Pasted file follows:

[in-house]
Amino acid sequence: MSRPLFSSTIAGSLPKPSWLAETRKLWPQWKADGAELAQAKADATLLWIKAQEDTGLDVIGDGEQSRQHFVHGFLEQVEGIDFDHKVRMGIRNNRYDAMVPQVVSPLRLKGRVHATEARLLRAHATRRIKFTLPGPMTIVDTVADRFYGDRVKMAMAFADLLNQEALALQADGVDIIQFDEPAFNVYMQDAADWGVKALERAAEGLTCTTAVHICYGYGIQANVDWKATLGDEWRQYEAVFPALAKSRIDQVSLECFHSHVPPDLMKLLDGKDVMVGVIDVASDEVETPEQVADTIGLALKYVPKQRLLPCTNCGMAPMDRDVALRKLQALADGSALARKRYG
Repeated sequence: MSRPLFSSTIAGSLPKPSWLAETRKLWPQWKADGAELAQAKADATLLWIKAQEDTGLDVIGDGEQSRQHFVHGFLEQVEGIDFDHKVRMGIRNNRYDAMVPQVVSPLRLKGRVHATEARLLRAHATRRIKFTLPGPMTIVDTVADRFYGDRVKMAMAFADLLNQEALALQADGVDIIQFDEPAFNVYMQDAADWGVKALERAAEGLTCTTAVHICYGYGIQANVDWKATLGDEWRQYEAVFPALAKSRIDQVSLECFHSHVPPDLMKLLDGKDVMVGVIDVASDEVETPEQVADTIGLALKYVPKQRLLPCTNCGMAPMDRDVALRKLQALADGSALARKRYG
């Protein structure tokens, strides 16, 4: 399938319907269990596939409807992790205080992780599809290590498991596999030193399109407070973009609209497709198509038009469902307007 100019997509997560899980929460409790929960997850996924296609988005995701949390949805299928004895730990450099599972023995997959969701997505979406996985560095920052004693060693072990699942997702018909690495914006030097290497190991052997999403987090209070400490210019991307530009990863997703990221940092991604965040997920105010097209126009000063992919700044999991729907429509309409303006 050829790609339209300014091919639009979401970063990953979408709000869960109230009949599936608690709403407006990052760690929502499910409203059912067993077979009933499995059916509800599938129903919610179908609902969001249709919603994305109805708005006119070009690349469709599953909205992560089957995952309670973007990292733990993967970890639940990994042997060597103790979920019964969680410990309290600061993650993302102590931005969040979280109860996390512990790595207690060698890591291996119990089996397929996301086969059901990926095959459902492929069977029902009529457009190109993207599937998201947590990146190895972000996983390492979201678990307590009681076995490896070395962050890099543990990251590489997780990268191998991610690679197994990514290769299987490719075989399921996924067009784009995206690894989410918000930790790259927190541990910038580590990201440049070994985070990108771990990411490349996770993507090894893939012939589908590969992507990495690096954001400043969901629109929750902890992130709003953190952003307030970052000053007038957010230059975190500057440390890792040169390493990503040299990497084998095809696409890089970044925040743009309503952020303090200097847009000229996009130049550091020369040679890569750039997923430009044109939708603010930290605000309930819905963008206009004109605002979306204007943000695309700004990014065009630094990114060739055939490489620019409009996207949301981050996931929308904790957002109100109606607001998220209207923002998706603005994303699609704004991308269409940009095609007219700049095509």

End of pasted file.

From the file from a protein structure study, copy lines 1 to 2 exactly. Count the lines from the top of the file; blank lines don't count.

[in-house]
Amino acid sequence: MSRPLFSSTIAGSLPKPSWLAETRKLWPQWKADGAELAQAKADATLLWIKAQEDTGLDVIGDGEQSRQHFVHGFLEQVEGIDFDHKVRMGIRNNRYDAMVPQVVSPLRLKGRVHATEARLLRAHATRRIKFTLPGPMTIVDTVADRFYGDRVKMAMAFADLLNQEALALQADGVDIIQFDEPAFNVYMQDAADWGVKALERAAEGLTCTTAVHICYGYGIQANVDWKATLGDEWRQYEAVFPALAKSRIDQVSLECFHSHVPPDLMKLLDGKDVMVGVIDVASDEVETPEQVADTIGLALKYVPKQRLLPCTNCGMAPMDRDVALRKLQALADGSALARKRYG